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Behind the Headlines in the Struggle to Defend Israel, E-mail is Emerging As New Front Line by Rache

As pro-Israel e-mails glut the inboxes of Jews throughout the world, the Internet has become a grass-roots front line in the defense of the Jewish state.

The current intifada marks the first time the Internet has been widely available during a period of war in Israel. The new medium has produced an e-mail frenzy, giving voice, power and speed to Jewish debates, discussions and pro- Israel mobilizations — and to their Palestinian counterparts.

But many say the phenomenon has its pitfalls.

One is an abundance of false information, according to Abraham Foxman, national director of the Anti-Defamation League.

E-mails with outdated information, or that urge boycotts against companies falsely accused of being anti-Israel, have proved so prevalent that the ADL has devoted a section of its Web site to “debunking Internet rumors.”

In one case, the organization found itself defending the Latin pop star Shakira, who was accused in an e-mail of making anti-Semitic statements.

The e-mail stated that Shakira refused to speak to an Israeli fan during a live appearance on MTV in Europe, saying she’d “rather have pigs listening to her music than Israelis.”

The ADL determined that the report was a “complete fabrication.”

The high “intensity of anger and concern” over the situation in Israel means fewer people worry about accuracy when they hit the send button, not realizing they could be setting off a chain reaction, Foxman said.

Apart from the hassle of devoting “too much time” to verify claims and complaints, Foxman said it’s nearly impossible to manage the myths.

“How do you possibly chase it down?” he asked, referring to the labrynthine path an inaccurate e-mail may have taken. “It undermines the credibility of our community, because anybody can set into motion an attack against anybody without any basis in fact or in truth.”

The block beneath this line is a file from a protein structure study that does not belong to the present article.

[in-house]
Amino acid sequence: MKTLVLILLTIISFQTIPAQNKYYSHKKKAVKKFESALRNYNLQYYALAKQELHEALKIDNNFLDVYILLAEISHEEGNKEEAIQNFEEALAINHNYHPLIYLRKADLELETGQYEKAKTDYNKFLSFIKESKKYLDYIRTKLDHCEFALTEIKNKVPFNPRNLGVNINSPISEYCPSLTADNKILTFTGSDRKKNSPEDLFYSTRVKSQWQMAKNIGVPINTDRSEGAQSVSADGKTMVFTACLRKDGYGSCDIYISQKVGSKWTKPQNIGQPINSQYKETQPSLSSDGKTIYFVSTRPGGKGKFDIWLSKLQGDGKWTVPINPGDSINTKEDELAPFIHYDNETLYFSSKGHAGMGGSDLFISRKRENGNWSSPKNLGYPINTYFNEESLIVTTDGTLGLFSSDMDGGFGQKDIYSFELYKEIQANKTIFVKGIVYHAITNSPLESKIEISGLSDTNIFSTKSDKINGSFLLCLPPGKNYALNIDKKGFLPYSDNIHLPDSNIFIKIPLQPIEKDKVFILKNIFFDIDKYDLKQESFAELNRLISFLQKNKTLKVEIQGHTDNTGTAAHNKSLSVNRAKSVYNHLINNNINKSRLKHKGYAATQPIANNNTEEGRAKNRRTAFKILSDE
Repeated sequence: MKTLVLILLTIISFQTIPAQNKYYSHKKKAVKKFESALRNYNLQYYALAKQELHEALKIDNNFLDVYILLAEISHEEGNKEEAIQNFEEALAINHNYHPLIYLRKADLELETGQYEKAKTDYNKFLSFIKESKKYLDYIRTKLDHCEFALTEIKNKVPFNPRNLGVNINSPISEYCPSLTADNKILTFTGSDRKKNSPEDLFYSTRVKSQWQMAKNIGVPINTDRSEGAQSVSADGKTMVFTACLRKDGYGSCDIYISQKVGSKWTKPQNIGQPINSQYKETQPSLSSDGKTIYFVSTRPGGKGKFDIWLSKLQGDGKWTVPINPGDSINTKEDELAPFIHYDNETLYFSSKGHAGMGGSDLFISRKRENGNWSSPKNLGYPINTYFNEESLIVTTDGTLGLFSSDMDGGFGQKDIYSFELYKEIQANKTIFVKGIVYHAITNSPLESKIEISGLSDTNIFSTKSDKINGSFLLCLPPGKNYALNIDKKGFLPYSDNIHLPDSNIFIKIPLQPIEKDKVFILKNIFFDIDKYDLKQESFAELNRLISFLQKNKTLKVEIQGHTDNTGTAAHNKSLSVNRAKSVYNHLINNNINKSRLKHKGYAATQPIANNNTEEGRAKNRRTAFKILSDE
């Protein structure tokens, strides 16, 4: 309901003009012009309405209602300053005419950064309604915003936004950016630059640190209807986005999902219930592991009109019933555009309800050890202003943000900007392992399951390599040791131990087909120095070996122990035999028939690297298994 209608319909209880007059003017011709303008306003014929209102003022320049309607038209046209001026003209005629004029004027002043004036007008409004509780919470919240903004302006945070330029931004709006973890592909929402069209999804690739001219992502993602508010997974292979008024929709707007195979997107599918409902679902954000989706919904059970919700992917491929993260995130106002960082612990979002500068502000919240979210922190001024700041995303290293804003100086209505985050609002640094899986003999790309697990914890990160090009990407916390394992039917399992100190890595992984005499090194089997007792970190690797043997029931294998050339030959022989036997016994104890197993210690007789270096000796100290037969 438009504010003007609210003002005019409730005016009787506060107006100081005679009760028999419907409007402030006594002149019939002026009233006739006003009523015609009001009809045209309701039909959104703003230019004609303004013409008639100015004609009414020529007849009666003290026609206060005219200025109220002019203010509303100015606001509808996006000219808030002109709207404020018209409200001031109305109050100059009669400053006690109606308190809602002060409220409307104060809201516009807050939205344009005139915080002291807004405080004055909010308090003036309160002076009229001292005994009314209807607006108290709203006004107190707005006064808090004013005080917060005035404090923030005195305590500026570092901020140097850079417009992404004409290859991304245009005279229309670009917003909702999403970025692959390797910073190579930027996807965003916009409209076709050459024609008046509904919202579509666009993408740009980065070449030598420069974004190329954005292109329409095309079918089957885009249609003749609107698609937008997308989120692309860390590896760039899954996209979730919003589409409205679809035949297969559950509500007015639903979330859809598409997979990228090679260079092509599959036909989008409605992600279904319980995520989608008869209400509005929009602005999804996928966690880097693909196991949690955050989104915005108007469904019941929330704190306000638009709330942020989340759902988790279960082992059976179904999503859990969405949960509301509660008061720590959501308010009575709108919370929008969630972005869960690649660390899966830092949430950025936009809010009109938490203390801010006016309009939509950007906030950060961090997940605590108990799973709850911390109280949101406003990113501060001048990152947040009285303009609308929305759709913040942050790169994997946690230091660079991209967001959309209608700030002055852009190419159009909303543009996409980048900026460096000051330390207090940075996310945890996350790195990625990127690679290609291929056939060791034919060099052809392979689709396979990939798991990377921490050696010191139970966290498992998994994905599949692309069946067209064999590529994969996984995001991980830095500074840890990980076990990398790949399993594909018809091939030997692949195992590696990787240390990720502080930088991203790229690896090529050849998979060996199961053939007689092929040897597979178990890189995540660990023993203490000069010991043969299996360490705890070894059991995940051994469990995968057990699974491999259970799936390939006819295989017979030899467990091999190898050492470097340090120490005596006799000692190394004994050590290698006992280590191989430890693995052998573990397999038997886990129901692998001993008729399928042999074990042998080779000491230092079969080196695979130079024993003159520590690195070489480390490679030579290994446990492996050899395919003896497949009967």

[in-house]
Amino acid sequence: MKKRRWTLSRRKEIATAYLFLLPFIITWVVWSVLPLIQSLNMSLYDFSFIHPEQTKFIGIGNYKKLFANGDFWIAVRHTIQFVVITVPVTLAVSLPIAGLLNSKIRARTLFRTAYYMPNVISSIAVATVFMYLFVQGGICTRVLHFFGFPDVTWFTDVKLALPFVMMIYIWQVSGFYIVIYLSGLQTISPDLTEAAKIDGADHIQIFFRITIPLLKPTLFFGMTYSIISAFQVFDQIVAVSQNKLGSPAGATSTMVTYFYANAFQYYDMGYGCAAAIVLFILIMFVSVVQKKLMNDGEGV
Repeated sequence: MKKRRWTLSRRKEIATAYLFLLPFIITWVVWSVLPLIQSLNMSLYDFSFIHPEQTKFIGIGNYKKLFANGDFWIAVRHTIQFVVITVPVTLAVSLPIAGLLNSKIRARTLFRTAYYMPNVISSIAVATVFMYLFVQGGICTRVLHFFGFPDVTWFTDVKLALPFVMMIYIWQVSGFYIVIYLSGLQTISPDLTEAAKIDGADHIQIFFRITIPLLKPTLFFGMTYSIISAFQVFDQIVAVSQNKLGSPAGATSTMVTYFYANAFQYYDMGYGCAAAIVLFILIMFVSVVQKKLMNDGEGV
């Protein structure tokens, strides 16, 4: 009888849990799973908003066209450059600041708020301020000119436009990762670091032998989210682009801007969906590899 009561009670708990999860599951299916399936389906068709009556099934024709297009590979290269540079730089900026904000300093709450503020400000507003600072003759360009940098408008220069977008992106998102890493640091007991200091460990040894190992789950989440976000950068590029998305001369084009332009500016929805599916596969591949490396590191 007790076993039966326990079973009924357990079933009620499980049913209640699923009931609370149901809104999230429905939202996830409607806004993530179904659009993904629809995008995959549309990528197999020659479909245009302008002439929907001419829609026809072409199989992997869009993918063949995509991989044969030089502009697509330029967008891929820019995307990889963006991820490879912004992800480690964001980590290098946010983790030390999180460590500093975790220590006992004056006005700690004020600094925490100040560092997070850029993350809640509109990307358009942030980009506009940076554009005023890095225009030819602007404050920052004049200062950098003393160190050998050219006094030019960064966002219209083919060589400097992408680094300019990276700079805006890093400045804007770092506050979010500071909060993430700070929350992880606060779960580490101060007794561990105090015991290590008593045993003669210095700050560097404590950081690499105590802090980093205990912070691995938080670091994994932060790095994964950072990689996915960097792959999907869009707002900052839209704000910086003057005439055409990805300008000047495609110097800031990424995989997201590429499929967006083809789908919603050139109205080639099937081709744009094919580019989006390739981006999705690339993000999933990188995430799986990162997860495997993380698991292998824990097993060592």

Determining the veracity of material on the Internet is a specialty of Sreenath Sreenivasan, a professor of online journalism at Columbia University, who said one of the most circulated e-mail photographs of last year was a fake: a tourist atop the World Trade Center moments before the Twin Towers fell.

Heightened e-mail activity is typical when passions are inflamed, Sreenivasan said.

“By every account, e-mail volume has increased dramatically” since Sept. 11, he said, and those closely following the Indian-Pakistani conflict report a similar explosion of e-mail in recent weeks.

“In a crisis, like now in the Middle East,” people “want to get control,” he said. “Something in writing, if only e- mail writing, feels real, as opposed to water-cooler” discussions.

People can broadcast their thoughts to friends or mount an online petition, Sreenivasan said. He doesn’t know whether such offensives affect policy, but Sreenivasan said some journalists are very receptive to feedback.

For many “virtual” Jewish soldiers, e-mail is a tool to promote a pro-Israel message.

“Being an open Jew” in Dusseldorf, Germany, “I often get asked about the situation in Israel, and why Israel doesn’t properly respond to the Palestinian propaganda,” said Jacques Abramowicz, 33.

Due to what he considers widespread media bias, “I made it my job to inform people of the other side of the story,” Abramowicz said.